We made sure to get up before someone arrived to tell us off. Greeted by sunrise we could see why the mountains where called Blue. We were so excited to have the trail to ourselves. The crowd was missing and it felt so good not to be one of hundred of tourists doing the exact same thing. We wanted it hard core, and we got it! The walk was truly, as the signs suggested, HARD! First we had to go down the mountain. (Picture below show the path against the wall.) At the bottom of the stairs we went past the end of the waterfall and then back and forth over the river walking the Rodriguez pass. We got shade from the forest but it was still really warm. After some hours spent in the valley we had to climb back up the mountain. And this is when I barely could pull myself through to do it. The hardest challenge was in my head. To convince my brain it was a good thing to push my body even further. Every inch of my body ached, my head was pounding and I had almost drunk my four liters of water.  Thats when Sam, I mean Krista, was such a good companion. As I said, I would have died without her! The walk took about 8 hours to complete and we collapsed at Evans Lookout. And we still had some way to go.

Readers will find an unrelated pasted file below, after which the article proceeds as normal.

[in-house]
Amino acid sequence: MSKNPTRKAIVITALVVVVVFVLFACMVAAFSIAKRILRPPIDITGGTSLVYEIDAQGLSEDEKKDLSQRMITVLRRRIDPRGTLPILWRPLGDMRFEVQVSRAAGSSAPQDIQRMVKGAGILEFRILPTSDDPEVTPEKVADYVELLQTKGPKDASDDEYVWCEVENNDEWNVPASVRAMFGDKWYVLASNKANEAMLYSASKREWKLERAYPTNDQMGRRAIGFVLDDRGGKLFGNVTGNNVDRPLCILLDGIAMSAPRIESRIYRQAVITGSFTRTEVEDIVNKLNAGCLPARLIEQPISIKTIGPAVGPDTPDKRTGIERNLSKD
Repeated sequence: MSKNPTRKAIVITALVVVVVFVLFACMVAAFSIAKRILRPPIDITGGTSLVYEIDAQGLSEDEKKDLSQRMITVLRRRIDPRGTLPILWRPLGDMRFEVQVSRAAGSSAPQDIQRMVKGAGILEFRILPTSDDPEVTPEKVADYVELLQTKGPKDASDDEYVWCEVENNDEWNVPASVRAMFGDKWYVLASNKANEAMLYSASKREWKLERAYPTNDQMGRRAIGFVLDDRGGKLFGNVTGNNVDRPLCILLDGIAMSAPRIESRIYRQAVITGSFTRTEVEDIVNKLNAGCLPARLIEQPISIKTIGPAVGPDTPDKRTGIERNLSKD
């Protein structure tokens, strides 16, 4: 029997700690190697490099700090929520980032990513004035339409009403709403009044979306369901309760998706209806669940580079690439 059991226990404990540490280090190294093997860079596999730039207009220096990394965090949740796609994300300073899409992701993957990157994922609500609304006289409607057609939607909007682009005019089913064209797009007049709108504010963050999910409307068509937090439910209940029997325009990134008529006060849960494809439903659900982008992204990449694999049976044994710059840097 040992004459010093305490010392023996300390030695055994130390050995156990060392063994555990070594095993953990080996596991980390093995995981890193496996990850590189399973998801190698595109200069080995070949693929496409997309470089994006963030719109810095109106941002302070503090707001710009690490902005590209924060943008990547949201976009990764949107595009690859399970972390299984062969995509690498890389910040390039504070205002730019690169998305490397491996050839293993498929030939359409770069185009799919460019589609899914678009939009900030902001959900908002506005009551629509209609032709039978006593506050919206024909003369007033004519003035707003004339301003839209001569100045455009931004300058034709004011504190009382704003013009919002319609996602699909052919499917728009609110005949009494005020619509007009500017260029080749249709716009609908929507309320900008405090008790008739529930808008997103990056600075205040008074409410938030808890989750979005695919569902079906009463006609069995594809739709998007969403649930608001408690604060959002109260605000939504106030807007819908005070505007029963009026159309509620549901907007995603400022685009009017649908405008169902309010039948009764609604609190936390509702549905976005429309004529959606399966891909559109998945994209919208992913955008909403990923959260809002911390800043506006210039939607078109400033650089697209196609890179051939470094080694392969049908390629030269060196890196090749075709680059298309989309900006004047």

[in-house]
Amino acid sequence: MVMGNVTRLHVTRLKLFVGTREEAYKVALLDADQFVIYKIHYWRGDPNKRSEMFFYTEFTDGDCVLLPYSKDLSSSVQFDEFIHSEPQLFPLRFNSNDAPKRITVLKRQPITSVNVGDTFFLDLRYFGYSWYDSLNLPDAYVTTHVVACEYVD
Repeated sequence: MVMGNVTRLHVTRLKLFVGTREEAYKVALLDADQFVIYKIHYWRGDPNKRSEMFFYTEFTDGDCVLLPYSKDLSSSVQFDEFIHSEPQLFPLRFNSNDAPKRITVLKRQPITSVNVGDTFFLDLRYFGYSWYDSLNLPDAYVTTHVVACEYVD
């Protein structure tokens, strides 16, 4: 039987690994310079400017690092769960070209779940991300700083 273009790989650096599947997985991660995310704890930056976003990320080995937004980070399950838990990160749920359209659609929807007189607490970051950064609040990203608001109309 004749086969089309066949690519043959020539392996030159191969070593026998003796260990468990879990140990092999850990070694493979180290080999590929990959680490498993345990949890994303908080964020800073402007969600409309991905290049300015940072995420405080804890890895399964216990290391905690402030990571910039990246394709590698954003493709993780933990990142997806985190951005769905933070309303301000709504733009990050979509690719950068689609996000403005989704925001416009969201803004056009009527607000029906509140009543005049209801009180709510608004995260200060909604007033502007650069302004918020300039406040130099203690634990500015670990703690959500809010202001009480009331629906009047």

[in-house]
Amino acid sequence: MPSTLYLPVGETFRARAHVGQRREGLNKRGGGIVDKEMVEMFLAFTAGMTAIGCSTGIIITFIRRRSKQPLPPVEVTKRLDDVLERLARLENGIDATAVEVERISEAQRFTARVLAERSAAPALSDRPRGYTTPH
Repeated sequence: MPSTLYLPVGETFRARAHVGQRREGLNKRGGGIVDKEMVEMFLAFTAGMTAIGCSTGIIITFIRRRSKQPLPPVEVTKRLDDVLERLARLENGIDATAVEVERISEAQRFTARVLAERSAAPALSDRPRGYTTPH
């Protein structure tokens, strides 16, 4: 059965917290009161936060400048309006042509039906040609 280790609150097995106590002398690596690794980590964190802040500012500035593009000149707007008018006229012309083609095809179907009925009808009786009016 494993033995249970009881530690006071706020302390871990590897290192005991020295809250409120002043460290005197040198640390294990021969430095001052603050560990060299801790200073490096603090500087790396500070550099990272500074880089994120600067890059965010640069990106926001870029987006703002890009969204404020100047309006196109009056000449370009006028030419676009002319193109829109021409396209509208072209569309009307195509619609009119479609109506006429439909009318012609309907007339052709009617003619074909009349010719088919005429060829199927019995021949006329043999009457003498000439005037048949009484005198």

We were happy to be back on top of the mountain. The worst part was over! But we still had to  walk the Cliff Top Track back to where we had started and all of our bottles where emptied. We searched the area for a tap. The last part was easy but we didn’t want to risk walking in the heat without water. Dehydration without anyone close by and no connection wasn’t something we wanted. Our mood fell not knowing what to do when suddenly the crazy car guy comes along. Luckily he was kind enough to let us fill our bottles from his water and after saving us we considered him less crazy. Refilled we covered the last leg and to our joy we could get naked at the end of it! There was an ice-cool pool at the top of the waterfall and I will never forget the feeling of stripping those sweaty clothes and enter heaven.